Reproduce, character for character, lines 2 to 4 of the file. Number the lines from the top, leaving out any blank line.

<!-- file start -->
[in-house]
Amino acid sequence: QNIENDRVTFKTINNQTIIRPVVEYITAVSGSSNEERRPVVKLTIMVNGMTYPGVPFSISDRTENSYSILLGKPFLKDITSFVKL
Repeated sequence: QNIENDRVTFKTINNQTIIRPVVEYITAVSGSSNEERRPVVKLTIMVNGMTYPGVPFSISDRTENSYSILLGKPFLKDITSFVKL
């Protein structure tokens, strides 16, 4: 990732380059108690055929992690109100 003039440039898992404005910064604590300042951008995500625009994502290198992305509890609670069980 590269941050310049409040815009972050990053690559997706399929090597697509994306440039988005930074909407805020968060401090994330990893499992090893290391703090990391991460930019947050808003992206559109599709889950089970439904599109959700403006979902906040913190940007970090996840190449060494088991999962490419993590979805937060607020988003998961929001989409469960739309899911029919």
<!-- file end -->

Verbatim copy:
Amino acid sequence: QNIENDRVTFKTINNQTIIRPVVEYITAVSGSSNEERRPVVKLTIMVNGMTYPGVPFSISDRTENSYSILLGKPFLKDITSFVKL
Repeated sequence: QNIENDRVTFKTINNQTIIRPVVEYITAVSGSSNEERRPVVKLTIMVNGMTYPGVPFSISDRTENSYSILLGKPFLKDITSFVKL
């Protein structure tokens, strides 16, 4: 990732380059108690055929992690109100 003039440039898992404005910064604590300042951008995500625009994502290198992305509890609670069980 590269941050310049409040815009972050990053690559997706399929090597697509994306440039988005930074909407805020968060401090994330990893499992090893290391703090990391991460930019947050808003992206559109599709889950089970439904599109959700403006979902906040913190940007970090996840190449060494088991999962490419993590979805937060607020988003998961929001989409469960739309899911029919």